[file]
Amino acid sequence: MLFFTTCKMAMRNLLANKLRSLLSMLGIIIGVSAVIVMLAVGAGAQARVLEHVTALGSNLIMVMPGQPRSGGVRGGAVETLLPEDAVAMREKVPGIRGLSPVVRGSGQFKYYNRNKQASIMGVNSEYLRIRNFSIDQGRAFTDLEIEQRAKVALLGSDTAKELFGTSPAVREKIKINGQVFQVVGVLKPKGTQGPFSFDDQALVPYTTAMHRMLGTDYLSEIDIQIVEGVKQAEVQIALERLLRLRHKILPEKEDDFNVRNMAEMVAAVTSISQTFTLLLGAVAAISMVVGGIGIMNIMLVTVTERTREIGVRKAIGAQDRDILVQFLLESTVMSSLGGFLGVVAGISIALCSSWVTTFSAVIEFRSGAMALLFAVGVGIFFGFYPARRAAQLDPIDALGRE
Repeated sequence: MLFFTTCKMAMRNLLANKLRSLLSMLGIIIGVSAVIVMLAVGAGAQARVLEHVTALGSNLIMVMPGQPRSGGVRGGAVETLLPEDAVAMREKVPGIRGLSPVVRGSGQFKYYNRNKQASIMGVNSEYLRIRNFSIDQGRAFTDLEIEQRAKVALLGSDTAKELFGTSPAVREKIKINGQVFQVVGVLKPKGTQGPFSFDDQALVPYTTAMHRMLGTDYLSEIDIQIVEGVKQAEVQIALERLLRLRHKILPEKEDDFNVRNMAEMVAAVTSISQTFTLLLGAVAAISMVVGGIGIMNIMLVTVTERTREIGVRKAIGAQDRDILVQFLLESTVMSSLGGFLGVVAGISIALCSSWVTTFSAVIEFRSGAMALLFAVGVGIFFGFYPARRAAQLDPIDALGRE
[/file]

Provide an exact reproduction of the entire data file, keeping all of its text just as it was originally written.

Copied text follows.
Amino acid sequence: MLFFTTCKMAMRNLLANKLRSLLSMLGIIIGVSAVIVMLAVGAGAQARVLEHVTALGSNLIMVMPGQPRSGGVRGGAVETLLPEDAVAMREKVPGIRGLSPVVRGSGQFKYYNRNKQASIMGVNSEYLRIRNFSIDQGRAFTDLEIEQRAKVALLGSDTAKELFGTSPAVREKIKINGQVFQVVGVLKPKGTQGPFSFDDQALVPYTTAMHRMLGTDYLSEIDIQIVEGVKQAEVQIALERLLRLRHKILPEKEDDFNVRNMAEMVAAVTSISQTFTLLLGAVAAISMVVGGIGIMNIMLVTVTERTREIGVRKAIGAQDRDILVQFLLESTVMSSLGGFLGVVAGISIALCSSWVTTFSAVIEFRSGAMALLFAVGVGIFFGFYPARRAAQLDPIDALGRE
Repeated sequence: MLFFTTCKMAMRNLLANKLRSLLSMLGIIIGVSAVIVMLAVGAGAQARVLEHVTALGSNLIMVMPGQPRSGGVRGGAVETLLPEDAVAMREKVPGIRGLSPVVRGSGQFKYYNRNKQASIMGVNSEYLRIRNFSIDQGRAFTDLEIEQRAKVALLGSDTAKELFGTSPAVREKIKINGQVFQVVGVLKPKGTQGPFSFDDQALVPYTTAMHRMLGTDYLSEIDIQIVEGVKQAEVQIALERLLRLRHKILPEKEDDFNVRNMAEMVAAVTSISQTFTLLLGAVAAISMVVGGIGIMNIMLVTVTERTREIGVRKAIGAQDRDILVQFLLESTVMSSLGGFLGVVAGISIALCSSWVTTFSAVIEFRSGAMALLFAVGVGIFFGFYPARRAAQLDPIDALGRE